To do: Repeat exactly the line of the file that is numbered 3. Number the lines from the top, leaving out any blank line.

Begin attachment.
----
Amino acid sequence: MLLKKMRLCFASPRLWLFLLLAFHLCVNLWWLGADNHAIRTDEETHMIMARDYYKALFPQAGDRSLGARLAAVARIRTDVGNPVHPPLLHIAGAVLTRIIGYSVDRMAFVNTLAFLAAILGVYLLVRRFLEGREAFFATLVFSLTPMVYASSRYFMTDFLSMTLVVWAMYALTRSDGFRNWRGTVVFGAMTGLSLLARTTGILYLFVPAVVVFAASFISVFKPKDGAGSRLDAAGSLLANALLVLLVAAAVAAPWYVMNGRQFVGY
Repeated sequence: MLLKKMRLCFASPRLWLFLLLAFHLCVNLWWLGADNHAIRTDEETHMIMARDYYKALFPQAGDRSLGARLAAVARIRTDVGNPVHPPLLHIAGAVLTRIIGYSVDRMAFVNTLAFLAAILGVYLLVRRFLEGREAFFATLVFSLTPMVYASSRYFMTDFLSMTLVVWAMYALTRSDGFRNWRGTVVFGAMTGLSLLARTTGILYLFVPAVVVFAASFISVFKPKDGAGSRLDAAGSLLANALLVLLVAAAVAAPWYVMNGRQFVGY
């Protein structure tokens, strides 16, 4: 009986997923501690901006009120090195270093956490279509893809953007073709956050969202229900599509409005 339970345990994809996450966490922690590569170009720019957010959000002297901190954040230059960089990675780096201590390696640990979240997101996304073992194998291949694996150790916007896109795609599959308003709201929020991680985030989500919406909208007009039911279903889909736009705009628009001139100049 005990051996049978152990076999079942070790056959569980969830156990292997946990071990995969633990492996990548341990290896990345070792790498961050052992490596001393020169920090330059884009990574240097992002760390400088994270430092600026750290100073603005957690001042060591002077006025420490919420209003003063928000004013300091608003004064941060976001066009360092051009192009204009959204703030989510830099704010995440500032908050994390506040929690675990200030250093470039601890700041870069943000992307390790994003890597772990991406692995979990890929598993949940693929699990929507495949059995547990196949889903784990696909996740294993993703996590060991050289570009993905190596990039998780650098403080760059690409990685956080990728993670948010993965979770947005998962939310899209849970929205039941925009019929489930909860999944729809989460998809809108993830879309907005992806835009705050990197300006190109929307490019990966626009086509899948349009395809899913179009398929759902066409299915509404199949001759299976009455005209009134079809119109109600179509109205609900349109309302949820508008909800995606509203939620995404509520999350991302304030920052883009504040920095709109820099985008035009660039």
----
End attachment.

């Protein structure tokens, strides 16, 4: 009986997923501690901006009120090195270093956490279509893809953007073709956050969202229900599509409005 339970345990994809996450966490922690590569170009720019957010959000002297901190954040230059960089990675780096201590390696640990979240997101996304073992194998291949694996150790916007896109795609599959308003709201929020991680985030989500919406909208007009039911279903889909736009705009628009001139100049 005990051996049978152990076999079942070790056959569980969830156990292997946990071990995969633990492996990548341990290896990345070792790498961050052992490596001393020169920090330059884009990574240097992002760390400088994270430092600026750290100073603005957690001042060591002077006025420490919420209003003063928000004013300091608003004064941060976001066009360092051009192009204009959204703030989510830099704010995440500032908050994390506040929690675990200030250093470039601890700041870069943000992307390790994003890597772990991406692995979990890929598993949940693929699990929507495949059995547990196949889903784990696909996740294993993703996590060991050289570009993905190596990039998780650098403080760059690409990685956080990728993670948010993965979770947005998962939310899209849970929205039941925009019929489930909860999944729809989460998809809108993830879309907005992806835009705050990197300006190109929307490019990966626009086509899948349009395809899913179009398929759902066409299915509404199949001759299976009455005209009134079809119109109600179509109205609900349109309302949820508008909800995606509203939620995404509520999350991302304030920052883009504040920095709109820099985008035009660039």